Another week, another great episode of “Mad Men.” The show has really settled into a solid groove of awesomeness over the course of the past several weeks. Not that it isn’t always pretty darned awesome, but ever since Episode 4.6, it’s been mindbogglingly good.

Given the title of this blog, I feel obliged to start things off by discussing the late, great Mrs. Ida Blankenship. I’ve spent much of this season under the presumption that Bert Cooper would be the one to die in the saddle at Sterling Cooper Draper Pryce. Not that I’m rooting for Robert Morse to leave the show, but it just seemed like we hadn’t been seeing a whole lot of him this year, so I thought that perhaps that Bert’s days were numbered…and maybe they still are, but I certainly never expected that Mrs. Blankenship would beat him to the punch.

Of Mrs. Blankenship’s death, Roger quipped, “She died as she lived: surrounded by the people she answered phones for.” Similarly, the character departed in much the same way that she existed: as a punchline. There was some straight-up “Weekend at Bernie’s” schtick going on in the background as Don desperately tried to maintain his meeting with the gentlemen from Fillmore Auto Parts, and even though that isn’t necessarily the sort of thing that I expect when I tune in to “Mad Men,” it doesn’t mean that I didn’t enjoy it. If I laugh harder at a Don Draper line this season than “I’d have my secretary do it, but she’s dead,” I’ll be very surprised. Still, Mrs. Blankenship’s demise did also lead to a sad, sweet moment from Bert, when he poetically described her as “an astronaut,” and it served to remind Roger of his mortality, which ultimately found him living life to the fullest…but we’ll get to that.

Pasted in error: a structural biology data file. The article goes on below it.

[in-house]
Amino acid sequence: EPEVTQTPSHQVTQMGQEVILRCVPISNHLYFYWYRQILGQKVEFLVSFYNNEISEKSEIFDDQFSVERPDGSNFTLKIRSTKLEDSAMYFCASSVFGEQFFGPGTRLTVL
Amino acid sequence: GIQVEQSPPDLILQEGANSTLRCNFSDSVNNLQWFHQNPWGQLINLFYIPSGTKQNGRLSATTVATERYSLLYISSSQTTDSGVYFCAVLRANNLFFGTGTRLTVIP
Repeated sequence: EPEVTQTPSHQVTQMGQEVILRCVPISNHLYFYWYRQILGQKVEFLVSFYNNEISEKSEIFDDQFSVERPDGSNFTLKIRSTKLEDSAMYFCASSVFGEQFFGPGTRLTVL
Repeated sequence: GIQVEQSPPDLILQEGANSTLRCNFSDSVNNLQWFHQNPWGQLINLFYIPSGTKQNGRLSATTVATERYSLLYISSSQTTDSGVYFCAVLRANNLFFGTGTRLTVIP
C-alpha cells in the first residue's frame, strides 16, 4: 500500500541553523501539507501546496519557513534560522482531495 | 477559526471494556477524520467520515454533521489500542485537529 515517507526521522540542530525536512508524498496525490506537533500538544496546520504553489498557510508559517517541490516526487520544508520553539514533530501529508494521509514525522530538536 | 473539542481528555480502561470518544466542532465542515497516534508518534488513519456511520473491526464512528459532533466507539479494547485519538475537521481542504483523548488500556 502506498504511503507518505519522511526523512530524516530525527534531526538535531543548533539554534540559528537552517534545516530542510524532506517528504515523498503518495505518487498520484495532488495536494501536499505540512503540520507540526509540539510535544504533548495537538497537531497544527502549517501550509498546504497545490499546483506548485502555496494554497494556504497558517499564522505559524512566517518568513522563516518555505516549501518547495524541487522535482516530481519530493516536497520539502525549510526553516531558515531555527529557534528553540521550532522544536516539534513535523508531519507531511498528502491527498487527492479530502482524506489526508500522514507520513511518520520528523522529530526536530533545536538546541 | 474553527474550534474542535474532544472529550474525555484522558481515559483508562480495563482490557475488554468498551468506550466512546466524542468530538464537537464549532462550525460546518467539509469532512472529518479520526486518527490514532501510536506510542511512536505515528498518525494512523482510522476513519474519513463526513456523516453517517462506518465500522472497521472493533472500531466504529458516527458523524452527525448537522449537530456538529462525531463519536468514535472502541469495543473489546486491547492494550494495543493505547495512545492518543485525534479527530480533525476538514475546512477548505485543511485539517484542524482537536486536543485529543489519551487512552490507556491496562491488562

Don’s relationship with his hot blonde doctor has obviously progressed rather well since the end of last episode. Back then, he wasn’t willing to take things beyond the back seat of the cab, but now they’re indulging in a bit of early afternoon delightful at his place. There’s a lot of flirting going on, but the depth of the conversation remains relatively limited, as evidenced by her refusal to be as open with her goings-on as he is with his. I have to admit, though, that as soon as she made reference to a Chinese wall, this is the first thing that leaped into my mind: